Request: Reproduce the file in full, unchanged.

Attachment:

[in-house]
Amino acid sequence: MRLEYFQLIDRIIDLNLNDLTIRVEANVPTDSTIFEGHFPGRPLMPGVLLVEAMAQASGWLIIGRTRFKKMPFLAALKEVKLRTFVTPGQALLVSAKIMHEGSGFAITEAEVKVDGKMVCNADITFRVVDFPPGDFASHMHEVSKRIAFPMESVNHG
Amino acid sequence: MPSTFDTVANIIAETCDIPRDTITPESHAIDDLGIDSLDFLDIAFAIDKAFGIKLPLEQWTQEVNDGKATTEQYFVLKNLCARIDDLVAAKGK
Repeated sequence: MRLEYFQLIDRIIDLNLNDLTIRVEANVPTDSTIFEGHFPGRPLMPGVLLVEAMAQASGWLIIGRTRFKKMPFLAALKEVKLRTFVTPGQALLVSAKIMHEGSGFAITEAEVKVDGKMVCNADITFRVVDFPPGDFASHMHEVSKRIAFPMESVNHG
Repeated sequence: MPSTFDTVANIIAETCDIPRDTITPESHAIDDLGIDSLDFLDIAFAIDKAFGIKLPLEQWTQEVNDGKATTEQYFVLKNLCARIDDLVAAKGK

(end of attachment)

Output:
[in-house]
Amino acid sequence: MRLEYFQLIDRIIDLNLNDLTIRVEANVPTDSTIFEGHFPGRPLMPGVLLVEAMAQASGWLIIGRTRFKKMPFLAALKEVKLRTFVTPGQALLVSAKIMHEGSGFAITEAEVKVDGKMVCNADITFRVVDFPPGDFASHMHEVSKRIAFPMESVNHG
Amino acid sequence: MPSTFDTVANIIAETCDIPRDTITPESHAIDDLGIDSLDFLDIAFAIDKAFGIKLPLEQWTQEVNDGKATTEQYFVLKNLCARIDDLVAAKGK
Repeated sequence: MRLEYFQLIDRIIDLNLNDLTIRVEANVPTDSTIFEGHFPGRPLMPGVLLVEAMAQASGWLIIGRTRFKKMPFLAALKEVKLRTFVTPGQALLVSAKIMHEGSGFAITEAEVKVDGKMVCNADITFRVVDFPPGDFASHMHEVSKRIAFPMESVNHG
Repeated sequence: MPSTFDTVANIIAETCDIPRDTITPESHAIDDLGIDSLDFLDIAFAIDKAFGIKLPLEQWTQEVNDGKATTEQYFVLKNLCARIDDLVAAKGK